The flowers were mocking her. They died, faded away, faded away like she would. They stood in their vase and made her watch as they lost their beauty and youth, becoming desiccated husks of themselves. He was doing it on purpose. The flowers were not there to cheer her up, they were there to remind her, remind her she was sick. She had been so pleased when they first started to arrive, there were so many and they were so beautiful but now, now she saw they for what they really were. A tease, a mean-spirited joke that was being played on her as everyone tittered behind their hands at her stupidity. She grabbed the petals and felt a triumphant satisfaction as they cracked and crumbled beneath her hand, she ground them between her palms before reaching for the stems and ripping them from the vase sending shoots and droplets of water onto the counter. She flung the stems as far away as possible, then picked up the vase, without thinking, giving in to her anger. As the cold glass left her hands she realised what she was doing and wanted to take it back. It was her favourite vase, twisting columns and shining glass, it had been a wedding present from her parents and she had adored it the moment she had seen it. Time seemed to slow as she watched it tumble through the air, water pouring from it’s mouth as it spin, the light gleamed on its shiny surface, casing bright spots and rainbows on the walls. She watched as it slowly fell to earth, before time resumed and it hit the marble tiles with an explosive shatter. Shards of glass flew outwards, coating the floor, the sound of it breaking seeming a thousand times louder in the silence that had fallen. The lack of noise was deafening, accusing. Pieces of the vase glittered in the light, like a thousand tiny diamonds. She moved carefully through the remains, she was barefoot and didn’t want to cut herself. She felt numb, then a savage pain shot up her leg. Wincing she bent down and prised the glass barb from her foot, it hadn’t cut deep, a few drops of blood fell from the wound onto the white tiles.

She heard the front door open and gasped, she needed to clean this up quickly, before he saw, once it was cleared away she could tell him she knocked it over, her elbow had hit against it, that it had slipped from her grasp, anything but the truth. If he saw it on the floor, he would know what she had done, she wouldn’t be able to hide from it. There was murmuring coming from the front hall, he had brought guests, even worse. They would see what she had done too. Tears began to fill her eyes, she wiped furiously at them and took a breath. She just needed a second to compose herself. Carefully she picked her way around the minefield and when towards the hall. She would see who it was and tell them not to come into the kitchen, that she had broken a vase and that she needed to clear it up. If they didn’t see the evidence they wouldn’t know.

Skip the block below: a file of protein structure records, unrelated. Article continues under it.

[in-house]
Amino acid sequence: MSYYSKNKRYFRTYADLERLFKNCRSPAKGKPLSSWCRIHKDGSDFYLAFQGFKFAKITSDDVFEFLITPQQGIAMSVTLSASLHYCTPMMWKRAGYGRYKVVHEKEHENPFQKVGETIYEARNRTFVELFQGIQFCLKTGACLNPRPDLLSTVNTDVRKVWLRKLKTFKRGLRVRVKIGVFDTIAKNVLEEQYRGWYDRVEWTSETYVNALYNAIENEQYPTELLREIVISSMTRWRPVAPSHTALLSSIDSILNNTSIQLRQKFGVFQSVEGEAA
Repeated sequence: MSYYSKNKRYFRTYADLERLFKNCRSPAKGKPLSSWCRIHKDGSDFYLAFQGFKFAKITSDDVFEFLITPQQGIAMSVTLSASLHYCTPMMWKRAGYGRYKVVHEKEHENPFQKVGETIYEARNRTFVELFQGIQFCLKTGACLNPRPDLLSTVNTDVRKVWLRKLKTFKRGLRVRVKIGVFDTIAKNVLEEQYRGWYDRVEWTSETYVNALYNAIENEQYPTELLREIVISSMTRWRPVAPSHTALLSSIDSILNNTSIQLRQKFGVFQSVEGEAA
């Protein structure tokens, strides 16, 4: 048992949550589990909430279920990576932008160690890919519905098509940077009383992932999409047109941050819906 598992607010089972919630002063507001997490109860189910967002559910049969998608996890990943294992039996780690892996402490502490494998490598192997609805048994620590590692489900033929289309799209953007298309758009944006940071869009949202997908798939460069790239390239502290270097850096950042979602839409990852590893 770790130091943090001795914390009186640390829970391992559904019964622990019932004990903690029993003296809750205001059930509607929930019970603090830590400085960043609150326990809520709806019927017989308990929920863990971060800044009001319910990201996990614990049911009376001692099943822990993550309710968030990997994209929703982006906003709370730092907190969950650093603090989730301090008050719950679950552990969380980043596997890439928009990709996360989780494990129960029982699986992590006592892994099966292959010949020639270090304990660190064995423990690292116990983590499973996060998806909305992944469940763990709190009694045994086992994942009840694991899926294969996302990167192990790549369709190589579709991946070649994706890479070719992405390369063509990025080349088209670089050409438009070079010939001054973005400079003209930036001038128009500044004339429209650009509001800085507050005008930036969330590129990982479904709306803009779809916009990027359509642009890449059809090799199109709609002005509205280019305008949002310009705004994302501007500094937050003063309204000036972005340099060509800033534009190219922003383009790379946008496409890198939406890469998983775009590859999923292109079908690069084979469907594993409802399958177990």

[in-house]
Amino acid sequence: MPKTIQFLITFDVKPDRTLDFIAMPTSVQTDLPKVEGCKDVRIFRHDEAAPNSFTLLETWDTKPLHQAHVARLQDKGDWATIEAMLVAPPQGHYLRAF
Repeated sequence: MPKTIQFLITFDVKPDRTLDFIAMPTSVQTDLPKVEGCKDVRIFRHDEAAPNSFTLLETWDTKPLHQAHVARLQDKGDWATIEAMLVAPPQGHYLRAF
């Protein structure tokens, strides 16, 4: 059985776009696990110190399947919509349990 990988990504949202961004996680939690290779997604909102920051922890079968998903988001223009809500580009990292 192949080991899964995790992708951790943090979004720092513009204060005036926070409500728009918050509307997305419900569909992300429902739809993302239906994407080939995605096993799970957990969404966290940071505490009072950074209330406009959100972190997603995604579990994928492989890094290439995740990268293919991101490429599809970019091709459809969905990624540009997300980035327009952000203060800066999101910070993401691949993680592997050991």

Standing just inside the door, she listen, trying to figure out who the person was. She didn’t recognise the voice. “It is a lovely house, you’ll get a very good price on it.” “I don’t care, I just want it gone.” that was Jonathan, but who was he talking too? Why was he talking about selling their house. Her house. It was left to her by her parents. He had no right. She felt anger bubbling up within her. “We can price it competitively if you want a quick sale, however, you will be able to get a substantial amount if you don’t mind waiting.” “I don’t care about the money. I just can’t live here.” “I understand, though I wasn’t told the details, may I ask how long it has been now?” “Two weeks. It’s been two weeks since Abby died.” “I’m so sorry for your loss, I do recommend you wait a bit longer-” “I know what I’m doing.” Abby stood back from the door, trying hard not to freak out. Two weeks, what did he mean. two weeks? That was ridiculous. She made her way back to the kitchen, shaking. Every counter was filled with vases of flowers, every one. They were all dying. They had come two weeks ago, as presents.
It had been the last time she had seen anyone.

She struggled to breathe, her chest wouldn’t expand, there was no air coming in. Oh god. Oh god was it true? She placed her hand against her chest, trying to feel her heart beat. Her skin was cold. But she was alive, she had to be. She couldn’t be dead. Feeling faint Abby closed her eyes, trying to keep hold on anything. A memory started to play, she had no way of stopping it. She was lying down, looking up at Jonathan. He was crying. “I love you.” her own voice, strained, weak. “I love you too.” her last breath, leaving her body as she closed her eyes, giving in. Abby opened her eyes, then, crouching down, she wrapped her arms around her legs and began to cry.


About Alan James Keogh

I am a 26 year old writer who somehow tricked U.C.D. into giving me not only a degree in English and Classical studies, but an Hons Masters in Creative Writing too. Visit my blog where I post short stories twice a week (Monday and Wednesday) and an installment of a serialised novel on Fridays. I did consider writing this in the third person, as though it was written by someone else, but Alan is not comfortable writing in the third person as it seems kinda creepy and unbalanced so Alan decided it was probably best to write in the first person. He hopes it went well for him.